• VSabatel

It's Time To Talk About Immanuel Quickley

Few could have imagined that the New York Knicks would be one of the feel-good stories of the 2021 season. HC Tom Thibodeau galvanized the fan base, restoring a sense of pride and, most importantly, hope in one of the NBA's most beloved franchises. Credit also goes to new Team President Leon Rose and General Manager Scott Perry for assembling a roster of players that fit Thibodeau's scheme and culture during this COVID impacted offseason. Julius Randle has morphed into one of the league's most dangerous weapons in the frontcourt, extending his range and using his brutal combination of size and explosiveness to punish defenders in the post. Mitchell Robinson continues to improve and display flashes of DPOY potential. R.J. Barrett doesn't show any signs of falling into the dreaded sophomore slump; he's bigger, stronger, and upped his shooting percentages across the board.

Yet, Arguably the biggest surprise of the season has been the play of Kentucky rookie Immanuel Quickley, who is amassing a cult-like following in NYC. Let's take a look at why this unheralded rookie has managed to surpass expectations in the Big Apple.

The Knicks began the season with more questions than answers at point guard; many believed Frank Ntilikina and Elfrid Payton would jump to the front of the depth chart under Thibodeau because of their defensive quality. Others hoped Dennis Smith Jr would show up to camp healthy and in shape, ready to show why the Knicks brass coveted him in the Porzingis deal. I didn't hear any evaluators singing the praises of Immanuel Quickley; he was an afterthought, off the radar, a raw 1st-round developmental project destined to spend the better part of his rookie season suiting up for the Westchester Knicks of the G-League.

Kudos to Thibodeau and his staff for fostering a culture in New York that embraces competition and celebrates readiness. Thibodeau emphasized conditioning and preparation early on in the process, and it is starting to pay dividends. Quickley made his first start in the Knicks' final preseason game versus Cleveland, replacing an injured Elfrid Payton. Quickley notched 22 points in 29 minutes, shooting 3 of 5 from behind the arc in a dominant Knicks victory. I.Q.'s output was impressive enough, but it was how he did it that captured the imagination of Knick fans. Quickley scored from all three levels, using various runners, floaters, hesitations, and crossovers to decimate the Cavs and show the coaching staff that he deserved an opportunity to compete for a spot in the rotation.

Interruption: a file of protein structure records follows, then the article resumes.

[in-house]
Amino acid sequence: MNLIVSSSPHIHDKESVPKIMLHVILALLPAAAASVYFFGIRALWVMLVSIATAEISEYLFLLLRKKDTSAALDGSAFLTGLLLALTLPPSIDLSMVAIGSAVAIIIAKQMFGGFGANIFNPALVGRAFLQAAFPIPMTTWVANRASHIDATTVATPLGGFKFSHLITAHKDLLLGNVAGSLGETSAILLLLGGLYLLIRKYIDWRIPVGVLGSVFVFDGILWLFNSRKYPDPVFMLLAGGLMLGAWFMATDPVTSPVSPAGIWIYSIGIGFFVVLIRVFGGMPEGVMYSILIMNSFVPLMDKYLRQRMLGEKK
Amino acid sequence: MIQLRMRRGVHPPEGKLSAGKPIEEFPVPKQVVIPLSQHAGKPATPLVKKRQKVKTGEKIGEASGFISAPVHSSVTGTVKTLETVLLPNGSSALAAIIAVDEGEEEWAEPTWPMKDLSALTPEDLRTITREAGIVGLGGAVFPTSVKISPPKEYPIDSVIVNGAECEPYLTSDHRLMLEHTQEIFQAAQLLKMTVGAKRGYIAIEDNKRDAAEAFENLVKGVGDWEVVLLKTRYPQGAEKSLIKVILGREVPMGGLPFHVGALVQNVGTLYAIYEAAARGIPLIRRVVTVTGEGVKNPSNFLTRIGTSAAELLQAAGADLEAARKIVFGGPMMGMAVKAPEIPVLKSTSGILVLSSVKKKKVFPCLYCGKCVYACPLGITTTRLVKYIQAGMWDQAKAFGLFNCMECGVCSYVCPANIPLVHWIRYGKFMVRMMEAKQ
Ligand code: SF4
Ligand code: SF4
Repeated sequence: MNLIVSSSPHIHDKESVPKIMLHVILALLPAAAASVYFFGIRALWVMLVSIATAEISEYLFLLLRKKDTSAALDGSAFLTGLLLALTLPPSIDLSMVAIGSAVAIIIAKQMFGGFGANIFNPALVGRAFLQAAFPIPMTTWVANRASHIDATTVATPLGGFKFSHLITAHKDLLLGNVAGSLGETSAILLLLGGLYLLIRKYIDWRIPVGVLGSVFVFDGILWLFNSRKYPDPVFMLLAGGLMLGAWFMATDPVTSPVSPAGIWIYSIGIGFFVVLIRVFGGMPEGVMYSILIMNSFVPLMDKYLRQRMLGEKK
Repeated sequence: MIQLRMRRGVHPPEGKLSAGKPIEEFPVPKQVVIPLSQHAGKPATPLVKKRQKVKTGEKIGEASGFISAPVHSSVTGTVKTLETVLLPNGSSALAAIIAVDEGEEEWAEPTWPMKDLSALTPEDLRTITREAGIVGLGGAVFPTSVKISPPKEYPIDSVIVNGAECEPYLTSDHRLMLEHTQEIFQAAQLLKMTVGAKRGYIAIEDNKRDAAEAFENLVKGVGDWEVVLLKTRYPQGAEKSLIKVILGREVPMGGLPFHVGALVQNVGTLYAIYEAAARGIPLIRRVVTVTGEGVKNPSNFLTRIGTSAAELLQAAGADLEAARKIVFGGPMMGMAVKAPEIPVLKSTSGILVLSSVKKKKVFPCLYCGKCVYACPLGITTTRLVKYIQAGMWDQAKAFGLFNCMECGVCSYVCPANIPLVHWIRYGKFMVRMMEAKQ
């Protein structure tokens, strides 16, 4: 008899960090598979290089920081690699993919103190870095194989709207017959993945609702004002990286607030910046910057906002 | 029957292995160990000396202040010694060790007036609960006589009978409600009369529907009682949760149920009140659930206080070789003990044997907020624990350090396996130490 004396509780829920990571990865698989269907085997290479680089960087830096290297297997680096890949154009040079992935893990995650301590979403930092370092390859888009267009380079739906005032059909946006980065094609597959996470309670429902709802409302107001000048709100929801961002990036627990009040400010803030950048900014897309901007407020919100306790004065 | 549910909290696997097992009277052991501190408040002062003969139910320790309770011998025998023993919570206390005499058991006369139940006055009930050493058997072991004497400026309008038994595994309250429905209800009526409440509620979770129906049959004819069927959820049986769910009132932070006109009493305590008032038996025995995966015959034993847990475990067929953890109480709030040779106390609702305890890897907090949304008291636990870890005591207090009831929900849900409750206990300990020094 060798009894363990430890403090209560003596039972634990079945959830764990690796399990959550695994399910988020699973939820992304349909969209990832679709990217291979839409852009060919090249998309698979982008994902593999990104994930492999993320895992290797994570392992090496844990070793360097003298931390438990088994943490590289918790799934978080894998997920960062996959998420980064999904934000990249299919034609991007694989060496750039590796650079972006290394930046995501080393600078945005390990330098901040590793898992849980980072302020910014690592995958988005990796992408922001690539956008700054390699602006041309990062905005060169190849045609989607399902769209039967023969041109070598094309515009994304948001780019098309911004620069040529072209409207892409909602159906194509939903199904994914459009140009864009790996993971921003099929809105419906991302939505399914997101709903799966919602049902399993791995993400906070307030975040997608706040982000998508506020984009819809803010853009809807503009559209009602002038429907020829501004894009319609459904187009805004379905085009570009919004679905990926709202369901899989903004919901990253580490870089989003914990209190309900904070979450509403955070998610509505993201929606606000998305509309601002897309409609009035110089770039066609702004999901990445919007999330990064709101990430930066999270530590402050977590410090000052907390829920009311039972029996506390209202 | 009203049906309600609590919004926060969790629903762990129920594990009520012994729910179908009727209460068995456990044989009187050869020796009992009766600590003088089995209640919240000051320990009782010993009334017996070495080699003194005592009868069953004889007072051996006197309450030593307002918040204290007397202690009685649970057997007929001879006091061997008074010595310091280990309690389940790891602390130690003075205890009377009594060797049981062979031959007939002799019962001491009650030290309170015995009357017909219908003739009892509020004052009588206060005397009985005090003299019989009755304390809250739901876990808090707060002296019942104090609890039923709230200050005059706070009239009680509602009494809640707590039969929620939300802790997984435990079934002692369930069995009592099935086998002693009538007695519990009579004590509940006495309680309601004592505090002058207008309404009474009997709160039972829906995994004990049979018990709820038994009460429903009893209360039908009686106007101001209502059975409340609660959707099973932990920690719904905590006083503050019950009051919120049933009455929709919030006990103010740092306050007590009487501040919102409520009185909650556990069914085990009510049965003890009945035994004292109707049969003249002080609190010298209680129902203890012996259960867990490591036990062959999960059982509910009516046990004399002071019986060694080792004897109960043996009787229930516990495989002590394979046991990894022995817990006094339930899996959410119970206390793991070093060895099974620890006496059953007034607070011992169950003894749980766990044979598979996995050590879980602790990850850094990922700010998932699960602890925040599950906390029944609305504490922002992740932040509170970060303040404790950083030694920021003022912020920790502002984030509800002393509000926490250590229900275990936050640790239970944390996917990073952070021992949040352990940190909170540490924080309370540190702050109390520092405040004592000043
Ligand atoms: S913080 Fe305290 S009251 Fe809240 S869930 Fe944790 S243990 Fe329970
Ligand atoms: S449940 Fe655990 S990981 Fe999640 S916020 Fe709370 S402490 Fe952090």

Fast forward to March, and the hype and enthusiasm surrounding I.Q.is reaching "Linsanity" levels amongst the orange and blue fanbase. Through 2 ½ months of play, Quickley has averaged 12.2 PPG, 2.3 RPG, 2.4 APG while shooting .38 from three and .94 free throw line in just under 19 minutes per game. Players across the league are beginning to take notice as well, with Paul George calling I.Q. "fearless" and Donovan Mitchell tweeting, "that boy Quick is so tough." His promotion to the starting lineup seems like an inevitability to most, even in light of the Derrick Rose acquisition. Still, I'm starting to believe that Thibodeau has different designs for the "precocious neophyte" this season.

The Knicks are currently 18-17 and stand in 4th place in the Eastern Conference. Julius Randle has established himself as the Knicks focal point offensively. Still, most of the roster is devoid of scoring talents and is mostly comprised of veteran role players, leaving little to no margin for error. Scoring, more explicitly, shooting doesn't come easy for this group. Quickley's emergence on the 2nd unit has been providential for the Knicks, his ability to play off the ball allows for creative pairings in the backcourt. You are just as likely to see Quickley lined up next to Alec Burks as you would Austin Rivers; his efficiency and productivity make him an invaluable part of Thibodeau's bench. Quickley has played with the starters and complements Julius Randle particularly well with his ability to play off the ball. Randle's ability to draw double teams forces defenses to choose the lesser of two evils schematically.

So if I.Q.'s is leading the 2nd unit, does that mean he isn't the Knicks point guard of the future? That's a loaded question, but the short answer is no, Quickley's tour on the 2nd unit doesn't disqualify him from the conversation. Quickley's productivity, poise, and decision-making all point to him being a starting-caliber talent. Thibodeau is already letting Quickley close games, which speaks to the level of trust his coaching staff and teammates have in his play. Still, like Vinnie Johnson, Louis Williams, Jamal Crawford, and Jason Terry before him, he'll have to bide his time on the bench for the sake of the team.